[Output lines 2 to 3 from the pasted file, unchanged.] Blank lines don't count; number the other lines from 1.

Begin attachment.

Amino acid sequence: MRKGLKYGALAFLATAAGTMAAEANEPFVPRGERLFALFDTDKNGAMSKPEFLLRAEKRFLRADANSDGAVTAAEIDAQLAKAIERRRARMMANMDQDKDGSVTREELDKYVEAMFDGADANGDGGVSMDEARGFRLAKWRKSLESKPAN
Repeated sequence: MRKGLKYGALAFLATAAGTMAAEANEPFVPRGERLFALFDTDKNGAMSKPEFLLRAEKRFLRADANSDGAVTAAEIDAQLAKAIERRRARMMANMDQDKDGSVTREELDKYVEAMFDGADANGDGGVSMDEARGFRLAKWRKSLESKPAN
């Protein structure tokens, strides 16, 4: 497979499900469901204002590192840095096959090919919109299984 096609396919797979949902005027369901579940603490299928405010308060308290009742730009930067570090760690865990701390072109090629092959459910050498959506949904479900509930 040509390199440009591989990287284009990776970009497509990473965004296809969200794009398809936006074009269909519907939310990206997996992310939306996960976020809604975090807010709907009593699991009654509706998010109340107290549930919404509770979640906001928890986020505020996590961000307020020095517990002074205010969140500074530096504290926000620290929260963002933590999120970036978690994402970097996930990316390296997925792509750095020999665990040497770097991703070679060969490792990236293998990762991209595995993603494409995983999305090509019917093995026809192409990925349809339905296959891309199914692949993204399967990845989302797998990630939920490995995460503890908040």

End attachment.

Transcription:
Repeated sequence: MRKGLKYGALAFLATAAGTMAAEANEPFVPRGERLFALFDTDKNGAMSKPEFLLRAEKRFLRADANSDGAVTAAEIDAQLAKAIERRRARMMANMDQDKDGSVTREELDKYVEAMFDGADANGDGGVSMDEARGFRLAKWRKSLESKPAN
């Protein structure tokens, strides 16, 4: 497979499900469901204002590192840095096959090919919109299984 096609396919797979949902005027369901579940603490299928405010308060308290009742730009930067570090760690865990701390072109090629092959459910050498959506949904479900509930 040509390199440009591989990287284009990776970009497509990473965004296809969200794009398809936006074009269909519907939310990206997996992310939306996960976020809604975090807010709907009593699991009654509706998010109340107290549930919404509770979640906001928890986020505020996590961000307020020095517990002074205010969140500074530096504290926000620290929260963002933590999120970036978690994402970097996930990316390296997925792509750095020999665990040497770097991703070679060969490792990236293998990762991209595995993603494409995983999305090509019917093995026809192409990925349809339905296959891309199914692949993204399967990845989302797998990630939920490995995460503890908040």